I suppose the one very cognizant, intentional thing I have actively tried to do is gently nudge my ego to the side, not because I want to deny myself the personal pleasures and satisfactions of a successful image— or the kind words of acceptance that I sometimes receive from others— but because the experience of worrying about how an image will be perceived by others— and how such acceptance or lack of acceptance— used to often get in the way of my being able to do my work. I have spent some time studying the Japanese traditions of Zen, rock gardens, and calligraphy– as well as the transience, impermanence, and imperfections of wabi-sabi— and these various writings and mindsets have led me to the practice of trying to achieve, while working on images, a mind of no-mind (mu-shin no shin), a mind not preoccupied with emotions and thought, one that can, as freely as possible, simply create— an approach perhaps best represented by the seasoned calligrapher who seeks to brush, in a single stroke, the oval shape of the ensō. Completely removing the ego is, of course, difficult at best and nearly impossible for many, and I for one consistently fail to do so, but at least trying to remove it when I work has become important to me, and, as a result, I try to no longer focus on or worry about the during, the before, or the after of the process … I just photograph what I see in the way that I see it and then I try to process it as it flows.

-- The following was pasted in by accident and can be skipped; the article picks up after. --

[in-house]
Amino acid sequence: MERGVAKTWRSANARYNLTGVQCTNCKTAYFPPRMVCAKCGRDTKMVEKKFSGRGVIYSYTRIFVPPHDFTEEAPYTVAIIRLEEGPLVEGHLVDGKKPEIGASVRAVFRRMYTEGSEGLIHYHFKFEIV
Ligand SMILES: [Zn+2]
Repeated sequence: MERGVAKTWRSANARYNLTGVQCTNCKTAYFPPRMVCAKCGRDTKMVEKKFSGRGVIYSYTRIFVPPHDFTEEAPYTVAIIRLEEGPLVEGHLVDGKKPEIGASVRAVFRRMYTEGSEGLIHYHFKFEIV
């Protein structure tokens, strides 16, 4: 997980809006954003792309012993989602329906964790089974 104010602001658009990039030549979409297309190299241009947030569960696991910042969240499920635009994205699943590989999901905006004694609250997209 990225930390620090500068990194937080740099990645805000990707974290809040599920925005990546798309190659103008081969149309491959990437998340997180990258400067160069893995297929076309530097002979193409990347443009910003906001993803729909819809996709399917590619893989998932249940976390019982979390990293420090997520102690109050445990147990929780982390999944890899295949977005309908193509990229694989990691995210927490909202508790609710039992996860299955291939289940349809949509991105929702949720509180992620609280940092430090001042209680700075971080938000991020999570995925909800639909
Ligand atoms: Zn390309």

All of that said— once again everything I photograph is in some way bound to a desire for silence and solitude. This does not necessarily mean that my photographs inherently express that or mean that … this is simply part of where they come from. I chose these images on this page because I think they are representative of that silence of solitude, that solitude of silence— whether one sees a lone figure in the distance or just the view that a lone figure once saw through his viewfinder. I rely on a few parlor tricks such as long exposure, infrared, compositing, and sometimes a combination of two or more of them—but all of these images are unified by my desire to find and experience that silence and solitude.